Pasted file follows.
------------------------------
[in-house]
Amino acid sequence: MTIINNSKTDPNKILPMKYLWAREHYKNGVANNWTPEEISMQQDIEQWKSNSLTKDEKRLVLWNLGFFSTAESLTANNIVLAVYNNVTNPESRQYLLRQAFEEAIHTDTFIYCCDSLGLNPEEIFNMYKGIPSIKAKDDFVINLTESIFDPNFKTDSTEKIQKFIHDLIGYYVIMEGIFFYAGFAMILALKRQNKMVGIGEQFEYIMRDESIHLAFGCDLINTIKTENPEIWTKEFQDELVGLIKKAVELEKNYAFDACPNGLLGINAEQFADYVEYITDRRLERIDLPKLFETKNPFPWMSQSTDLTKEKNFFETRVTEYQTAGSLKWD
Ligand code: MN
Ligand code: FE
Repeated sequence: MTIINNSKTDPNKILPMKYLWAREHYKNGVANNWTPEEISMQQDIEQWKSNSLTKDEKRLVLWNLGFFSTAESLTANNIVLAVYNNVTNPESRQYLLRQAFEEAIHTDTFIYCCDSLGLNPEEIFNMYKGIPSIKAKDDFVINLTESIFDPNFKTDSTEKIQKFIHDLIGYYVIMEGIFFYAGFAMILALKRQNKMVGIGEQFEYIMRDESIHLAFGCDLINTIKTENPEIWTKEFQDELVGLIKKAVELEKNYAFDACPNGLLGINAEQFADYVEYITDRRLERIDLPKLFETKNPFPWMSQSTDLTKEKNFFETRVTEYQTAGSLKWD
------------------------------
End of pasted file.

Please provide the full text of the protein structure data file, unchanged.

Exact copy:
[in-house]
Amino acid sequence: MTIINNSKTDPNKILPMKYLWAREHYKNGVANNWTPEEISMQQDIEQWKSNSLTKDEKRLVLWNLGFFSTAESLTANNIVLAVYNNVTNPESRQYLLRQAFEEAIHTDTFIYCCDSLGLNPEEIFNMYKGIPSIKAKDDFVINLTESIFDPNFKTDSTEKIQKFIHDLIGYYVIMEGIFFYAGFAMILALKRQNKMVGIGEQFEYIMRDESIHLAFGCDLINTIKTENPEIWTKEFQDELVGLIKKAVELEKNYAFDACPNGLLGINAEQFADYVEYITDRRLERIDLPKLFETKNPFPWMSQSTDLTKEKNFFETRVTEYQTAGSLKWD
Ligand code: MN
Ligand code: FE
Repeated sequence: MTIINNSKTDPNKILPMKYLWAREHYKNGVANNWTPEEISMQQDIEQWKSNSLTKDEKRLVLWNLGFFSTAESLTANNIVLAVYNNVTNPESRQYLLRQAFEEAIHTDTFIYCCDSLGLNPEEIFNMYKGIPSIKAKDDFVINLTESIFDPNFKTDSTEKIQKFIHDLIGYYVIMEGIFFYAGFAMILALKRQNKMVGIGEQFEYIMRDESIHLAFGCDLINTIKTENPEIWTKEFQDELVGLIKKAVELEKNYAFDACPNGLLGINAEQFADYVEYITDRRLERIDLPKLFETKNPFPWMSQSTDLTKEKNFFETRVTEYQTAGSLKWD